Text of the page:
£10,000 Pounds Sterling

I see what you did there! Oh wait, I can't see anything, you blinded me with stupidity.

I received an extortion e-mail from Rik and Diane Stirling “Collie Breeders in Minnesota.”  They want me to pay over $16,000.00 to them to “license” the images I used in my recent post If thy Collie Eye offends thee. In a rather half-assed attempt to sound legal and threatening, the Stirlings stole a demand letter that Getty Images sends out to scare websites who use their images without paying.  The Getty Images letter is so infamous there’s a whole website devoted to combating their overzealous tactics called “Getty Images Extortion Letter Info.”

The Stirlings basically copied the letter word for word but replaced “Getty Images” with “Stirling Collies.”  They claim that I failed to license 14 images and that they want $16,450 for the use to-date and even more money if I wish to continue to use the images.  That’s almost exactly ten thousand British Pounds Sterling.

We would consider a settlement for your unlicensed use of the attached images in the amount of $1,175.00 per image (which is usual and customary for proper compensation for the intellectual property rights) if a license cannot be provided. Payment of the demand will settle your unlicensed use of the referenced image(s). Payment must be received within 14 days of the date of this communication. Payment can be made electronically through the Stirling Collies website, or by Certified Check. Please advise us as to your preferred method of payment.

Please note that ceasing use of the image(s) does not absolve you of your responsibility to pay for the image(s) already used without a license. Stirling Collies is willing to discuss the circumstances surrounding this matter; however, absent appropriate licenses, Stirling Collies expects to be fairly compensated for the use of the image(s) in question.

If, after settlement, you would like to continue using the image(s), we can assist you with licensing the image(s) for future use.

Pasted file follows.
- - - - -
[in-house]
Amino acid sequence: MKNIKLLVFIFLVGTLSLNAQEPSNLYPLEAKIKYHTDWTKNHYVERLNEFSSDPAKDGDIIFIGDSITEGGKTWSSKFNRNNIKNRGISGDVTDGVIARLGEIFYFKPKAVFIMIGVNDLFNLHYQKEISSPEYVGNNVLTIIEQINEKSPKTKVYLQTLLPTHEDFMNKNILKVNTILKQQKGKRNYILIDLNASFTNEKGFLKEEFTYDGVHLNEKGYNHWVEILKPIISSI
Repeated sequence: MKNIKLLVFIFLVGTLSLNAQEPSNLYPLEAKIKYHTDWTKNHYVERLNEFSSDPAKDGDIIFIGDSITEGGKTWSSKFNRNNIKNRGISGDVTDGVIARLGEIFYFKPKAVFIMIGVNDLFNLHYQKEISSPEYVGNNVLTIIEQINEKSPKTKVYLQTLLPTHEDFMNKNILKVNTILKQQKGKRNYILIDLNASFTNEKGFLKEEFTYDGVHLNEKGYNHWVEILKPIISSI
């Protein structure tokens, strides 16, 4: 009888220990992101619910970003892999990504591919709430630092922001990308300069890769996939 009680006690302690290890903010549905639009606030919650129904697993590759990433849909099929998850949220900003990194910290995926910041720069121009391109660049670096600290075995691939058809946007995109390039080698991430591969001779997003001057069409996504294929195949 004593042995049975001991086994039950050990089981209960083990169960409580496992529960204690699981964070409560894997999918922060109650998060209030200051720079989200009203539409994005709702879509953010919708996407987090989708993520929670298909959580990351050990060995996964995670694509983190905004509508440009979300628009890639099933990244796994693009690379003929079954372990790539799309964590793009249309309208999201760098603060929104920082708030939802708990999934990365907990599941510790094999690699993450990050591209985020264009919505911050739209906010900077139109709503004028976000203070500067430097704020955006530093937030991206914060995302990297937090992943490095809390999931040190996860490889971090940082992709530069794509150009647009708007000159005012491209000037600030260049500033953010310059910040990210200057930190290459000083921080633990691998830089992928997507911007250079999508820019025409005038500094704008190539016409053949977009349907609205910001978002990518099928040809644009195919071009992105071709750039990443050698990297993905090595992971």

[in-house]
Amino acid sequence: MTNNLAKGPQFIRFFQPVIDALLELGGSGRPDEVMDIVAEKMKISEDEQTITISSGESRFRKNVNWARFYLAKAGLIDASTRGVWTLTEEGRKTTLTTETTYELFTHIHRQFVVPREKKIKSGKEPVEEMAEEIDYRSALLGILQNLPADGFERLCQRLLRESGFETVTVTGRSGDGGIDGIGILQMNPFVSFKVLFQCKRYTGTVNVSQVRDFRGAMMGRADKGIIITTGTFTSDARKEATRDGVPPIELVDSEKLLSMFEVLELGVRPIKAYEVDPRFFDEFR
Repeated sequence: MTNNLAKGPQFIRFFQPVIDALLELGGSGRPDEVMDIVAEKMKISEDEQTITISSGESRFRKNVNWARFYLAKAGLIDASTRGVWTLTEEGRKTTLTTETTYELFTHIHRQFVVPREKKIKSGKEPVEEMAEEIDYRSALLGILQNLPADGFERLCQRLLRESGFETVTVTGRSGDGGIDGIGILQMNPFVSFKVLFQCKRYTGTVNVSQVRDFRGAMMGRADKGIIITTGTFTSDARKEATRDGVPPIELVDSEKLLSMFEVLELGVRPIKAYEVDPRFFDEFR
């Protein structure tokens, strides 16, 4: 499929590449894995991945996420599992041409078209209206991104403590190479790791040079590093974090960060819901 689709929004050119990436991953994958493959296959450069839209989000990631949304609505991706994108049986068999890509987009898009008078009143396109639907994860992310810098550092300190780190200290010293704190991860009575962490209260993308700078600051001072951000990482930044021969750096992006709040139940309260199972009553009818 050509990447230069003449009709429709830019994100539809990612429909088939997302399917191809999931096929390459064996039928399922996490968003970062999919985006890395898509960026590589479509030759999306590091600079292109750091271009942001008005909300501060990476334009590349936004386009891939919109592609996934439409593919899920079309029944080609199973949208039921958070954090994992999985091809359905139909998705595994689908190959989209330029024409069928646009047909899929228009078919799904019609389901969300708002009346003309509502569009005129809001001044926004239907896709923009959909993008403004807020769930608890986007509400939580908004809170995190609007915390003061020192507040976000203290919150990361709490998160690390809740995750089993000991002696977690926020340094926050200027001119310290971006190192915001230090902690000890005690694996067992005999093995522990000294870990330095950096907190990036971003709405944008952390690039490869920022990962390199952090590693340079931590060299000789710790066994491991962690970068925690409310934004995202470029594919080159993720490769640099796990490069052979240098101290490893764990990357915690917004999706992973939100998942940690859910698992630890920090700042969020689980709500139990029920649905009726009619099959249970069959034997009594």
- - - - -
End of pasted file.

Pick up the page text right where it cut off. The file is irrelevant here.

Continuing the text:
With regards to the content of your posting, we will reserve reparations that may be legally pursued. Please note that this communication is without prejudice to Stirling Collies rights and remedies, all of which are expressly reserved.

This marks the fourth lawsuit threat leveled against me this year alone. Heidi Mobley threatened legal action over The Unfortunate Case of the Wild Australian Shepherd, and Gerald Roach threatened to sue over Brackett’s Formula: Nothing Special as did Donna Beadle.

Nothing ever comes of these legal threats, and nothing ever will.  None of the images in question were even removed from the webpage by my hosting company: a pretty low bar to hurdle.  All of the images I use and the manner I use them in falls under Fair Use.

BorderWars 4, Litigious Luddites 0.

Such threats have no legal significance or consequence other than being tactics to intimidate me into silence.  Every single one of the threats included clear indication that the action was being taken not over principle or even concern for copyright, but because the complainants didn’t like the content of my speech.   The demand for money, especially when it is done in bad faith also constitutes extortion.  And most of these complaints are in bad faith.  The claimants aren’t seeking to defend their intellectual property, they are trying to silence criticism.

A common example of bad faith claims are those made without standing.  If a Litigious Breeder posts a photo of their dog winning a ribbon at a dog show on their breeder website, they don’t have any claim whatsoever over that image’s copyright, even if they’re in it and it’s their dog being shown.  They don’t have standing to make a claim of copyright infringement because they don’t own the copyright.